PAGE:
MISSOULA, Mont. - Agriculture is essential to Montana's economy and the industry's future is up in the air.

But on Missoula County Public School's 100 acres of land, students like Big Sky High School Senior, Colter McWilliams, are learning skills they can use anywhere.

“It’s really taught me to work hard and to value my work and it really feels good to have someone rely on you to get things done," McWilliams said.

He's one of 300 students in the Agriculture Program.

Ag teacher, Tom Andres has been a part of the program for years.

“We try to create a student that has job-ready skills when they leave our program in agriculture which is Montana’s number one industry, so those are valuable skills to have," Andres said. 

Those skills include everything from construction, handling the animals, and even a little veterinary work, but Andres said it's what they learn beyond raising livestock that makes these kids stand out.

“You hear all the time ‘If you want to hire a good worker, hire a farm kid,' and I believe that’s true. Out here, we can teach kids responsibility, we teach ‘em how to work hard, that it’s okay to sweat, it’s okay to get a blister on your hand every now and then, it's okay to get a little poop on your shoes," Andres said.

That hard work starts on day one. Most of the animals are owned by the students. They're responsible for raising them both physically and financially, with hopes that their hard work pays off. 

"But then they keep the profits when they sell their animal at the fair, or if they sell off a litter of pigs, or something like that," Andres said.

The program has been around for over 100 years and it's proven to be successful, not just for the family farm, but to help young men and women get through college.

“A student, if they’re ambitious and they’re a pretty good farmer and a good business person, they can, in the four years of high school, they can make enough money usually to pay for their first year of college," Andres said.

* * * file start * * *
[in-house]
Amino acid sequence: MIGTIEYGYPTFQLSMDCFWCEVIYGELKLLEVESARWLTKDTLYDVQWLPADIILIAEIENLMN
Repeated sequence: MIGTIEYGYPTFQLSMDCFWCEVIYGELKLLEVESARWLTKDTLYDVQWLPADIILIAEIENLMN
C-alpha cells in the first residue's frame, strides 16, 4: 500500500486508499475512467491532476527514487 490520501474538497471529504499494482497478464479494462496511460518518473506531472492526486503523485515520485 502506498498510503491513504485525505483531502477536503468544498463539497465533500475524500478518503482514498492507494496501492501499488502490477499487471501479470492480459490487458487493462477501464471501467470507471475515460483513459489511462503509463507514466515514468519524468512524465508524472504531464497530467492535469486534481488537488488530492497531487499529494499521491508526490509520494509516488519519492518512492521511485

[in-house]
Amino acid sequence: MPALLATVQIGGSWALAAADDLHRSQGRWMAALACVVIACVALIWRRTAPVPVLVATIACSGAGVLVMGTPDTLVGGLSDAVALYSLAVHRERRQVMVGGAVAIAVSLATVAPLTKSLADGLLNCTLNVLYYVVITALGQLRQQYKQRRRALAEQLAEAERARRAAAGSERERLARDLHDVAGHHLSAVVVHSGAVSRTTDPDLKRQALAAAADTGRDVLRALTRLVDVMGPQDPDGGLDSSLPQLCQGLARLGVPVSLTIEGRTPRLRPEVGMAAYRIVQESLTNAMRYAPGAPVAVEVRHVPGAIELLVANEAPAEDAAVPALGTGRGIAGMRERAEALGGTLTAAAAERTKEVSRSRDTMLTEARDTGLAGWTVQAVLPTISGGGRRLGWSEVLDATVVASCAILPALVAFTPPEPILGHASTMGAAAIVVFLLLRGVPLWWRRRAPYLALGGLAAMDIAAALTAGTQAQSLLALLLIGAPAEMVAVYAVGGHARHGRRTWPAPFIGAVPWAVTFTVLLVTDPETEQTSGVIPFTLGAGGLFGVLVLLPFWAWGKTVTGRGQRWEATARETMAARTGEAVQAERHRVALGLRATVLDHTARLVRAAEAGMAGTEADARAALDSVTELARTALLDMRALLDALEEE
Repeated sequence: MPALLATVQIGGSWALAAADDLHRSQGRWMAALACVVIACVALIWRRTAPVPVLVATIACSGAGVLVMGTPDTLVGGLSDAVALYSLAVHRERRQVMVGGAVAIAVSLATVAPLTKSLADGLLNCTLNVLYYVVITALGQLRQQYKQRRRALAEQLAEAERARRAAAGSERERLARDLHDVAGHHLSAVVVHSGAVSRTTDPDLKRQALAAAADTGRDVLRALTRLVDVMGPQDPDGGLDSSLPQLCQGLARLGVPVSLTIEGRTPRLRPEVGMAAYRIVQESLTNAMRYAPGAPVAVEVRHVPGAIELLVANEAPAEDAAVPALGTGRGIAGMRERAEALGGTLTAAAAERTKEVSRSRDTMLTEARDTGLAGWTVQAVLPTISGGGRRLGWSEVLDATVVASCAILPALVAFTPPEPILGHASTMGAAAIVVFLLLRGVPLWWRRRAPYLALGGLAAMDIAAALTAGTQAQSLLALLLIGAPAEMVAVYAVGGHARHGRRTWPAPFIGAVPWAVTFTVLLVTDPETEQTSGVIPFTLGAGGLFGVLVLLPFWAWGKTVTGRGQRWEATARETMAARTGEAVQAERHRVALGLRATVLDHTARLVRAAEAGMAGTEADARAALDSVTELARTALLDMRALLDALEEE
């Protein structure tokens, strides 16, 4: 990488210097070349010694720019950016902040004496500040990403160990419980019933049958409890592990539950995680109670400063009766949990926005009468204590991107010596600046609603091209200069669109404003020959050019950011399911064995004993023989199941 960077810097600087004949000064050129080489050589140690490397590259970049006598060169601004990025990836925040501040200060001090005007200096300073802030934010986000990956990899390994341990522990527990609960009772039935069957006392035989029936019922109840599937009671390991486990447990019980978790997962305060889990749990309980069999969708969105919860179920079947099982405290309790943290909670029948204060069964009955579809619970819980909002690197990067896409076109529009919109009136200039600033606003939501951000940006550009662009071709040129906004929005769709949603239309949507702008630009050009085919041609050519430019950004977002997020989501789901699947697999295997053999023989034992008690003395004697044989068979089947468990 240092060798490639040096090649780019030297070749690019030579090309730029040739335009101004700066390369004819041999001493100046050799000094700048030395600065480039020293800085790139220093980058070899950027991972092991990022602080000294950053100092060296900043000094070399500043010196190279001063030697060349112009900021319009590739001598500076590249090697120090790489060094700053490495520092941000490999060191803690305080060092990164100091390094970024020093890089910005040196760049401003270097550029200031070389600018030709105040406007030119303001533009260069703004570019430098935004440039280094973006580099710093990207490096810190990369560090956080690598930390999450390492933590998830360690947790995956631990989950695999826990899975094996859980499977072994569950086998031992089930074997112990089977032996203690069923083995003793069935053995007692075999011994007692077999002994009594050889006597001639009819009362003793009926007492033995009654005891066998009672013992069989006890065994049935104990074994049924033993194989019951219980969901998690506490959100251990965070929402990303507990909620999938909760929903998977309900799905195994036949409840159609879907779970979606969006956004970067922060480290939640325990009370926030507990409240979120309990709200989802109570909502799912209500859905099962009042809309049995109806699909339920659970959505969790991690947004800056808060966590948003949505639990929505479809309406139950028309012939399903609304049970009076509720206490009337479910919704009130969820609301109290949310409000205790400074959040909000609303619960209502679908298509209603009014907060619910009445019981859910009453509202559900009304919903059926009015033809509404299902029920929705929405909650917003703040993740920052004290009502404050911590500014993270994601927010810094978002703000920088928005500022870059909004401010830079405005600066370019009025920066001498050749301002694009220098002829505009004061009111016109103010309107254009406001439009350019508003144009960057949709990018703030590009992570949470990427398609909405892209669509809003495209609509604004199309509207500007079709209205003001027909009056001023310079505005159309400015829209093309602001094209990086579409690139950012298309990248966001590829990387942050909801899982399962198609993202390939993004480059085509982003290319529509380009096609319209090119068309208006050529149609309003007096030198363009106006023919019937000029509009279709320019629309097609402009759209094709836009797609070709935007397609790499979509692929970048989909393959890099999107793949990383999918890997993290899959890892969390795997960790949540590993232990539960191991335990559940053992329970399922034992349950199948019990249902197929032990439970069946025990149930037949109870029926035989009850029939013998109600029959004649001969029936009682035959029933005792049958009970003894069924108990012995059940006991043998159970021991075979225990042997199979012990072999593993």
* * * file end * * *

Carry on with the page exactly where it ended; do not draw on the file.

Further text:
Andres has even helped McWilliams with his future career.

“Mr. Andres helped me to get this scholarship at Northwest down in Powell Wyoming, so that’s kind of what opened it up. But up until that point, I really had no plans or intentions of going to college after high school,” McWilliams said.

Ag teacher, Cindy Arnott said it's more than just farming.

“Our animals and our crops, our greenhouse and our mechanics shop, those are all just vehicles for us to use to help students learn skills they’re gonna need, no matter what they do once they leave here," Arnott said.

While the students may come and go, the impacts they're having on Montana's #1 industry can be felt all across the state as they strive to keep the family farm not just up and running, but thriving. 

“Working in the farming industry is definitely something I’d recommend to anyone and everyone to do. It just teaches you so much and opens your eyes to a whole new perspective of how things are done," McWilliams said.

With tears in her eyes, Arnott said her students are her world.

“You just get to see the people that they’re gonna be. I’m gonna cry. You get to see the people that your students are gonna grow up to be. These are young men and you can tell that they’re gonna continue to be incredible adults," Arnott said.

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